University of Montana Professor Diana Six is one of 12 authors of a new report that addresses the potential for biotechnology to provide solutions for protecting forest trees from insect and pathogen outbreaks, which are increasing because of climate change and expanded global trade.

Faster genome evolution methods to transform yeast for industrial biotechnology
A research team led by Prof. DAI Junbiao at the Shenzhen Institutes of Advanced Technology (SIAT) of the Chinese Academy of Sciences, in collaboration with Prof.

New innovations in cell-free biotechnology
Professor Michael Jewett's new platform to conduct cell-free protein synthesis could lead to improved quality of manufactured protein therapeutics and biomaterials.

Silk 'micrococoons' could be used in biotechnology and medicine
Microscopic versions of the cocoons spun by silkworms have been manufactured by a team of researchers.

The end of biotechnology as we know it
More than 400 attendees from five continents discussed trends and improvements in biotechnology at the European Summit of Industrial Biotechnology (ESIB) in Graz/Austria and talked many topics like a dehumanized research process.

Biotechnology: A growing field in the developing world
A detailed new report surveys a broad cross-section of biotechnology work across developing countries, revealing steady growth in fields tied to human well-being worldwide.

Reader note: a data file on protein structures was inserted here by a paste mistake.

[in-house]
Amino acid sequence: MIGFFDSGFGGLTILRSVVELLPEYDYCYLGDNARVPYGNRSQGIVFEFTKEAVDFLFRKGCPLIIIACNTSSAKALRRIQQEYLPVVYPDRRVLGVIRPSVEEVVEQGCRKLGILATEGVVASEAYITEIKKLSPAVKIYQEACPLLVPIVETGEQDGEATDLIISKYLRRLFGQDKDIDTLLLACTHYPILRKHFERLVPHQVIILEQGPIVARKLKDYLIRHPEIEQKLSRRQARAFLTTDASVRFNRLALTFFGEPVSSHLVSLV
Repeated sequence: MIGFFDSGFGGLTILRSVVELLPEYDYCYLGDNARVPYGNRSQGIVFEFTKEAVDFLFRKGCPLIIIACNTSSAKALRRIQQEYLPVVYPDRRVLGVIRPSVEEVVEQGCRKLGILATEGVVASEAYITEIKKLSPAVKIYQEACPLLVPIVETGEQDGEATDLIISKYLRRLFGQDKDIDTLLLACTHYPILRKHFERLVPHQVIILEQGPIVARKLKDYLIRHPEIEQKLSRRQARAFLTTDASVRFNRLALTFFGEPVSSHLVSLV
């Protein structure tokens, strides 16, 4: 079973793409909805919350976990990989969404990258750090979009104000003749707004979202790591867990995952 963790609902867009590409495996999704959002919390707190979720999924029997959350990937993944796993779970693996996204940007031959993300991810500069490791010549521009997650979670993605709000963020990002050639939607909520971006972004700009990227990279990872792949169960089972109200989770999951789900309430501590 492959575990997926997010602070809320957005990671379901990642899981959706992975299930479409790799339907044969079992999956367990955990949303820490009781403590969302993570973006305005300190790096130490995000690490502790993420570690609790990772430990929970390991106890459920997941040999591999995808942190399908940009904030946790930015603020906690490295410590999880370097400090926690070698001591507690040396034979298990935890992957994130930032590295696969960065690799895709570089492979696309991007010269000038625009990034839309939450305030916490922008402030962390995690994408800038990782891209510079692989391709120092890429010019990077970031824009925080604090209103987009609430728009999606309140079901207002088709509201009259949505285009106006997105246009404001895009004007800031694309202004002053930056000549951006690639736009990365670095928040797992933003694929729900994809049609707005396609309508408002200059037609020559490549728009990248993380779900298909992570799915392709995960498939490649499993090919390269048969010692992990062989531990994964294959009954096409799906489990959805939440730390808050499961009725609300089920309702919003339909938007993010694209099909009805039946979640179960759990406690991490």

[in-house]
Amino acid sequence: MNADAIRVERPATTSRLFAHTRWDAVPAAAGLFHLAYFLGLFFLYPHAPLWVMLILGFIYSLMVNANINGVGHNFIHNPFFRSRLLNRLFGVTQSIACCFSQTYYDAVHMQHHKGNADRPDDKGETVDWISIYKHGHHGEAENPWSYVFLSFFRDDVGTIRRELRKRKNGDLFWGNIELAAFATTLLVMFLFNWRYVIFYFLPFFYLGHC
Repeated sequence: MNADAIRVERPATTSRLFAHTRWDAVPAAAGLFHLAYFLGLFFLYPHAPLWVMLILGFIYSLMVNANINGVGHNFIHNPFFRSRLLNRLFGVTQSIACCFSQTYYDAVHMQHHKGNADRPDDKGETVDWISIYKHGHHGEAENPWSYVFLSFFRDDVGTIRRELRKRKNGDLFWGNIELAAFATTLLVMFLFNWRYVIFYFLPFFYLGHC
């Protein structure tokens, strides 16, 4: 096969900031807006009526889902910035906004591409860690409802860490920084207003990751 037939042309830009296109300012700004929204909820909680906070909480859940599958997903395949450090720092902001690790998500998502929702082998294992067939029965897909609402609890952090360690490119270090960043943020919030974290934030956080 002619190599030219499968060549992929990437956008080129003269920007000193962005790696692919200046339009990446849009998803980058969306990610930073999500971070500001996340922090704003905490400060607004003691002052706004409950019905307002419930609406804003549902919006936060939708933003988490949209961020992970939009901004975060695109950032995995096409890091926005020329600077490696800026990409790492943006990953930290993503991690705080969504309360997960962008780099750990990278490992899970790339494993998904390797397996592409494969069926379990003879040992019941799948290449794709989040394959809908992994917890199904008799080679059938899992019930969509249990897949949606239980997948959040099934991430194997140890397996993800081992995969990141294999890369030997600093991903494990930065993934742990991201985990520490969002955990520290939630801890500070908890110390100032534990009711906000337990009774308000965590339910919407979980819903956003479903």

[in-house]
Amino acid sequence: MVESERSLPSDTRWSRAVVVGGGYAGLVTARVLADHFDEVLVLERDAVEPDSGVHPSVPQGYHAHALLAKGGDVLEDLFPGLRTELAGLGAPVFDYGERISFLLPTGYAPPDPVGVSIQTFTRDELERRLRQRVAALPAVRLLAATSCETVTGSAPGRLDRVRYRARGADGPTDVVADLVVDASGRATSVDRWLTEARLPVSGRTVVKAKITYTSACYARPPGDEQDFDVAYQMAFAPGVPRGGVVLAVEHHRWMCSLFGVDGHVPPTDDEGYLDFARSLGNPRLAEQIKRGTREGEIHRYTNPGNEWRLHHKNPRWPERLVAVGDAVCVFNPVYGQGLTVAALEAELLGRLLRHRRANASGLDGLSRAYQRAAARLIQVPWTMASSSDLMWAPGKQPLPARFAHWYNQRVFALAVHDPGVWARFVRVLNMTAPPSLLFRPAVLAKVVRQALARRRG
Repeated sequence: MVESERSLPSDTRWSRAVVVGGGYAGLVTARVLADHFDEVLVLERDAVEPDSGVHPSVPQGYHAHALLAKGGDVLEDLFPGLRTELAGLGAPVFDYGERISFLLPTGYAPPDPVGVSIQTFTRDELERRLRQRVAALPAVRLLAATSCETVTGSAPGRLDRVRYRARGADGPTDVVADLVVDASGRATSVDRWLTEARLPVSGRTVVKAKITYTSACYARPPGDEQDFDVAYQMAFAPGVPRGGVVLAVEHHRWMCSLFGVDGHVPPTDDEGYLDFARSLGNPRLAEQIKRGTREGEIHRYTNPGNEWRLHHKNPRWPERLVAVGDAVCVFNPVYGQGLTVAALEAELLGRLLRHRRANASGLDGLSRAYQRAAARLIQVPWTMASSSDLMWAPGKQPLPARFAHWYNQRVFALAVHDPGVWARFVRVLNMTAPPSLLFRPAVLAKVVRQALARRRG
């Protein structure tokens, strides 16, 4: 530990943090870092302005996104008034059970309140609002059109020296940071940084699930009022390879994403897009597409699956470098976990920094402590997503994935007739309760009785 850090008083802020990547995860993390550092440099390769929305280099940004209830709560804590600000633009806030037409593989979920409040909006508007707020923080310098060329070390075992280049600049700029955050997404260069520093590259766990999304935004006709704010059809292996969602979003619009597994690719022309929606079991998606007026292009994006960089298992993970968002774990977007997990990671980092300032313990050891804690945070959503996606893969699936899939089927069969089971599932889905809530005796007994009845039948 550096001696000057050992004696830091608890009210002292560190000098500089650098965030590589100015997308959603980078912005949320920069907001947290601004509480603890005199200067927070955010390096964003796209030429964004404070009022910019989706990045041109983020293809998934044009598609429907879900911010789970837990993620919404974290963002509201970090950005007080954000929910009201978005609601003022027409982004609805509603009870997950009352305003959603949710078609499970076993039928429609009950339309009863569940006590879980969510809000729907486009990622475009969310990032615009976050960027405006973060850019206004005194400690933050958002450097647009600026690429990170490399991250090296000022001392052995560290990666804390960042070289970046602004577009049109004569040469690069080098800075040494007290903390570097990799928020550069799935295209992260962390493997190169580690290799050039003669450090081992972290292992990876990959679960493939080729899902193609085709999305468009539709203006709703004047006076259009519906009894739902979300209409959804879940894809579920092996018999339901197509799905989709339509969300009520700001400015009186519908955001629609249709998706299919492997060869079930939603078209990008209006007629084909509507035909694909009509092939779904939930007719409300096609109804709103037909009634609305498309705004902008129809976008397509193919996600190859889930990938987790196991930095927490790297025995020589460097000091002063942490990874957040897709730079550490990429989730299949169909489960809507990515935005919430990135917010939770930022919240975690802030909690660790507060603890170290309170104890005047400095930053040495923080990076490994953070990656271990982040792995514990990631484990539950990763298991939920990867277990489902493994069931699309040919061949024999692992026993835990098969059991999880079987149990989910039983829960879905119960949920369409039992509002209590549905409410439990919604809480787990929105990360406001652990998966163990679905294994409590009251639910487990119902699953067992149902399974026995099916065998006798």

China releases first report on biotechnology in developing countries
The first report on biotechnology in developing countries revealing an overall picture of their biotechnology growth and competitiveness was released on Nov.

Exclusive: Biotechnology leaders surveyed about impact of Trump presidency
The day following the election of Donald J. Trump as President, a survey of leaders in biotechnology in the United States, conducted by Genetic Engineering & Biotechnology News showed that Trump's presidency will negatively impact NIH research funding as well as STEM education; a plurality said it will also spark a 'brain drain' as foreign-born researchers educated in American universities will be more likely to leave.

Read More: Biotechnology News and Biotechnology Current Events is a participant in the Amazon Services LLC Associates Program, an affiliate advertising program designed to provide a means for sites to earn advertising fees by advertising and linking to